Friday, February 13, 2009

Duck Soup

Have you ever heard the saying, "If it walks like a duck and quacks like a duck, chances are... it's a duck"?

Well, unfortunately, in the world of horses if it walks like it has navicular and acts like it has navicular, chances are... the horse has navicular.

Hear that sound? That's Wally quacking like a duck with navicular.

Okay, maybe I'm over-reacting, because we all know that I'm the Number One Most Neurotic Horse Owner in the World. But let's review the signs and symptoms that Wally has presented over the last few months. Combined, they are most of the hallmarks of navicular problems:

1. He is cursed with the long toe/low heel syndrome. When I bought him, his feet looked great, but then, I figured the sellers had just shod him. Yet in their defense, they did tell me repeatedly, "He grows a lot of toe." And, "Make sure your farrier takes off a lot of toe." My farrier does indeed do all that, but within three weeks the growth rate of Wally's toes begin outpacing his heels. He cannot go more than six weeks without being shod.

2. On soft ground, like the arena, he's 100% sound, even in circles. But on hard ground, especially when crossing the street, the concussion of clip-clopping on the asphalt for even a few steps makes him short-strided and uncomfortable.

3. Going downhill on a trail, even the merest of slopes, has become increasingly difficult for Wally. He takes the tiniest of steps, as if that's the best way for him to minimize his discomfort.

4. On some days, he starts out creaky and stiff, and then eventually loosens up and becomes more comfortable. That's typical of arthritic issues, including... navicular.

5. When he's at his worst, he's very sore turning in small circles. On bad days it's most pronounced when I untie him from the hitching post and then turn him around to lead him back to his paddock.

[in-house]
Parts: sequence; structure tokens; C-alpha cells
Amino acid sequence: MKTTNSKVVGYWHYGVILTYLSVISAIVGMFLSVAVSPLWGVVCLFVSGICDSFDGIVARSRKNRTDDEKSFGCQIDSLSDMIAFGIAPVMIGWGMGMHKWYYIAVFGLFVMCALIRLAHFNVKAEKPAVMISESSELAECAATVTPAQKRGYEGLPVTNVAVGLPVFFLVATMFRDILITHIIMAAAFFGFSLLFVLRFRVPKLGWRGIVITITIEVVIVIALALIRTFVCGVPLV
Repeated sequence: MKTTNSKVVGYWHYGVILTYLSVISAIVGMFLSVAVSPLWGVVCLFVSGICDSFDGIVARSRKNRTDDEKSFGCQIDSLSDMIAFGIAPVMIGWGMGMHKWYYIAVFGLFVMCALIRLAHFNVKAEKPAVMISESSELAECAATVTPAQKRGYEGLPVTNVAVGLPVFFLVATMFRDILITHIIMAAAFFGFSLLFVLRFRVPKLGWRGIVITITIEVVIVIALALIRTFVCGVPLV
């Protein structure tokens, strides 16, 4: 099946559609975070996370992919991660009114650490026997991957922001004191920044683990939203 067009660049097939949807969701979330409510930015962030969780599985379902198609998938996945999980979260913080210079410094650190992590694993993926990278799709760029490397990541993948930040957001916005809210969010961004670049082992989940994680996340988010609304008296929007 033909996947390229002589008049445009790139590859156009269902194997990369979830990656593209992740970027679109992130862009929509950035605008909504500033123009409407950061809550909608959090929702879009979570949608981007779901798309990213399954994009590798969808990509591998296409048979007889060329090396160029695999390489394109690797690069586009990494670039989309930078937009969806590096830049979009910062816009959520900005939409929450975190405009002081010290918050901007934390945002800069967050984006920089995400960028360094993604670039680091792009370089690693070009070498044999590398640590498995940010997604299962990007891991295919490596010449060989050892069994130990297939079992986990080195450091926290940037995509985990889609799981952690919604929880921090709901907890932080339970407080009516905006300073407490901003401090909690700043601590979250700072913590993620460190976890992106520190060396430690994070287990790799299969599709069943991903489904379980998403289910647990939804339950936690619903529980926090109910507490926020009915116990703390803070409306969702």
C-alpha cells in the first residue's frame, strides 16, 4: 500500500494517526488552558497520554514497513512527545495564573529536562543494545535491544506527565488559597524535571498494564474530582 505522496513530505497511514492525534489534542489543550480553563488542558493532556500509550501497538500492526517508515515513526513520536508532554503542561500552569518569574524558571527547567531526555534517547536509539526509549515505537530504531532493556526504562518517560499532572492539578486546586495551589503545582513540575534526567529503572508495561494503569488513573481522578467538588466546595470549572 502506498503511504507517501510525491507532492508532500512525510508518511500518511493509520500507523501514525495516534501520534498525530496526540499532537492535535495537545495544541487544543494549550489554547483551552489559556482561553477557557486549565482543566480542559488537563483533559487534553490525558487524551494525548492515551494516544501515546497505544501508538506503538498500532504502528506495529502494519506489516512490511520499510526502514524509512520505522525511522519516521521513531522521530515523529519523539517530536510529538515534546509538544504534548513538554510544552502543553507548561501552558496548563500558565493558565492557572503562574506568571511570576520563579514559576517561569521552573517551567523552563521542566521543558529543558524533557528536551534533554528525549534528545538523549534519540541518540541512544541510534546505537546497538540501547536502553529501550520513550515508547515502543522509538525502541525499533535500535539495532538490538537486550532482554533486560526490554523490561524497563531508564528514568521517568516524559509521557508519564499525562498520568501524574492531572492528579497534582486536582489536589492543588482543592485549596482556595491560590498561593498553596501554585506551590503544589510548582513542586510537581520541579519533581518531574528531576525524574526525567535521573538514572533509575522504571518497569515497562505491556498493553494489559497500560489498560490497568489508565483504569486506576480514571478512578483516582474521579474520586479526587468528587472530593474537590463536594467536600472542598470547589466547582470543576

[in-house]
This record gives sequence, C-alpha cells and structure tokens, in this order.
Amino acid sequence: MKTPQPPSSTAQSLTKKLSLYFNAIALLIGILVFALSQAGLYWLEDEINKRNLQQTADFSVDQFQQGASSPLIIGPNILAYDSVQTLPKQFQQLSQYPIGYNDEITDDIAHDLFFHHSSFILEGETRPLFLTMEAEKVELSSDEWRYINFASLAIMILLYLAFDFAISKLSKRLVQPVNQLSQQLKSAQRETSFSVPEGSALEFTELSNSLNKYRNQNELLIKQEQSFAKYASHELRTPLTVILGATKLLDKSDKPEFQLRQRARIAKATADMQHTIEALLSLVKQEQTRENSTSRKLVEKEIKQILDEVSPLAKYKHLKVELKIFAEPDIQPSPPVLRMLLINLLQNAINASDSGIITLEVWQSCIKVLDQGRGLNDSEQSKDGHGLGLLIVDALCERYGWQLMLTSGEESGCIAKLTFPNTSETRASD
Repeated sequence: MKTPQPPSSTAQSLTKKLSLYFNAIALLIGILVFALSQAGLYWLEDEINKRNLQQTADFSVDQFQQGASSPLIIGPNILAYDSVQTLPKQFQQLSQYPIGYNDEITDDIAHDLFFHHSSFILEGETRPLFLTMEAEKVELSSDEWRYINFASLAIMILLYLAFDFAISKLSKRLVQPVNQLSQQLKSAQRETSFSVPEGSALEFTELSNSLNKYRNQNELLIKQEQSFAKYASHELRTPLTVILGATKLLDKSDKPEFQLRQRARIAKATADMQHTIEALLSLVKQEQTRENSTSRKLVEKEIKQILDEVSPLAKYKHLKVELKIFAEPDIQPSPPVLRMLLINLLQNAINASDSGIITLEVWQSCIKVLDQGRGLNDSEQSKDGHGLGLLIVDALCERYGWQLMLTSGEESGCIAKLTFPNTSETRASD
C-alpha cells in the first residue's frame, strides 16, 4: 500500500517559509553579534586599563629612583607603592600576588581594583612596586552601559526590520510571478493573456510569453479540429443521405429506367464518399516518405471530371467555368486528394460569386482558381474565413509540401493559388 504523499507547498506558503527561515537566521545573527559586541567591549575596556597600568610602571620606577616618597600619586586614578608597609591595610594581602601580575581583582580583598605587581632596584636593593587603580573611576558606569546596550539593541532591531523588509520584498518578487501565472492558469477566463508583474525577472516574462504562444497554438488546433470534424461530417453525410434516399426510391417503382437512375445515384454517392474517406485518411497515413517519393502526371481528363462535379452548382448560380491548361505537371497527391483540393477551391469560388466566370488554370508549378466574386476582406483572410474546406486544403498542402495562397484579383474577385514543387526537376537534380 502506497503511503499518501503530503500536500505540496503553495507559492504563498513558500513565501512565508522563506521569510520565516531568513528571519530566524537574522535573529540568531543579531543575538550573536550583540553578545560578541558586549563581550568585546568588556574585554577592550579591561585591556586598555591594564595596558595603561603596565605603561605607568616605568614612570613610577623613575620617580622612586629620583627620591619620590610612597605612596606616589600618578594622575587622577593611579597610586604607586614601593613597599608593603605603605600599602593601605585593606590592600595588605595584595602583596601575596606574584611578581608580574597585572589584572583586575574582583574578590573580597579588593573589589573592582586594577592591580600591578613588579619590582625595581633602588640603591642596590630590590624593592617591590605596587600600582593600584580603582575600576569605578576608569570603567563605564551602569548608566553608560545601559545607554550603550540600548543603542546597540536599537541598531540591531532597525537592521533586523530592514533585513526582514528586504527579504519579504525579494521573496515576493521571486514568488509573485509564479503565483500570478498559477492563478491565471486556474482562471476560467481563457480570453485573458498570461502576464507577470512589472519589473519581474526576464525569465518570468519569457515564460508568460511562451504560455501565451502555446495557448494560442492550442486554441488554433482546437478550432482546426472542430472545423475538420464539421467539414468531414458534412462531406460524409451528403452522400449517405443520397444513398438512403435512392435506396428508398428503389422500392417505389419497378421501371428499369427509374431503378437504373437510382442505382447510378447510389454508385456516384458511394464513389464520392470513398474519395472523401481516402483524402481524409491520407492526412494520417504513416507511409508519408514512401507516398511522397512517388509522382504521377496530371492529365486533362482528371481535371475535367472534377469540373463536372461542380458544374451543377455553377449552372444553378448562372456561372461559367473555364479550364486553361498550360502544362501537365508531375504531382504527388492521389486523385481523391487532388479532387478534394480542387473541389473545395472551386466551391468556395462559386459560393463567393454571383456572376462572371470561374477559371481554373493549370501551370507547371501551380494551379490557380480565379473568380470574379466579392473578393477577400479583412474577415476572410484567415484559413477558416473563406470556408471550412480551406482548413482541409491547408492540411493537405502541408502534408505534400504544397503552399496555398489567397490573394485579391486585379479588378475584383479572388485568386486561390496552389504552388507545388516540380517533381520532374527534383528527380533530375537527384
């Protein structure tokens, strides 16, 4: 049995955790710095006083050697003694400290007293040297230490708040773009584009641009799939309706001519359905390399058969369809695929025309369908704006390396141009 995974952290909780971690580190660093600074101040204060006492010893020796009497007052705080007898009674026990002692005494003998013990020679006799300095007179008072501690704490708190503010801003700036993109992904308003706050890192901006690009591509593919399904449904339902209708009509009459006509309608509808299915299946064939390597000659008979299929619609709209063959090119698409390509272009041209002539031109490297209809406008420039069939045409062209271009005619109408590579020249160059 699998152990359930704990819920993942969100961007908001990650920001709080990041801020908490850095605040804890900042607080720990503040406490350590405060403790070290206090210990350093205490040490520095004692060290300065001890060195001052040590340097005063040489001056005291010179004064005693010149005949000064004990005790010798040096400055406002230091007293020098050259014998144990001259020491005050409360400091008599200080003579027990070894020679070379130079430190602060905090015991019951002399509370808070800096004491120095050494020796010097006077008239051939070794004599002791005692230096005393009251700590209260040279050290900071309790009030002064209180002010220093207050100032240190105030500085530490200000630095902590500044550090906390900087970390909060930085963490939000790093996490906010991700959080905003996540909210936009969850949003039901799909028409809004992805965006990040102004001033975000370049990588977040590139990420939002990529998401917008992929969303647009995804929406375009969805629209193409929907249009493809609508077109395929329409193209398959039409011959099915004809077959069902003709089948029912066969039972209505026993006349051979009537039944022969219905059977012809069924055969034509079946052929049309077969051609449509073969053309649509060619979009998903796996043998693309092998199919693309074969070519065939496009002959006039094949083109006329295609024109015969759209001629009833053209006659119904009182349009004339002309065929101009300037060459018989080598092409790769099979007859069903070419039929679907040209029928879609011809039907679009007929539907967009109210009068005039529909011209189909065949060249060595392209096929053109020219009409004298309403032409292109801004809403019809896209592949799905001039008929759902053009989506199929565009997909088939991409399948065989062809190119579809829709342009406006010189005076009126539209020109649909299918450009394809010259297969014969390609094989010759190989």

Quack, quack, quack, quack, quack.

When I bought him, almost 2 years ago, he had clean navicular x-rays. It was his hocks that bore arthritic changes and a couple of non-invasive bone spurs. But he'd also only been a show horse, where his work was restricted to the soft, groomed footing of arenas. Over time, I fear, the combination of his natural hoof conformation and trail riding on bridle paths that are often constructed of hard packed dirt and sand, has set him up for that elusive diagnosis of "navicular syndrome."

A recent issue of Horse Illustrated covered the whole spectrum of navicular issues. I know it's a catchall phrase, and trouble with the navicular area can range from actual bony deterioration (recognizable as de-calcified areas or "lollipops" on x-rays) to strains of the deep flexor tendon that runs down into the hoof and attaches to the navicular bone. There's also palmar heel pain, which is not technically navicular disease, but it's a distant cousin, so to speak.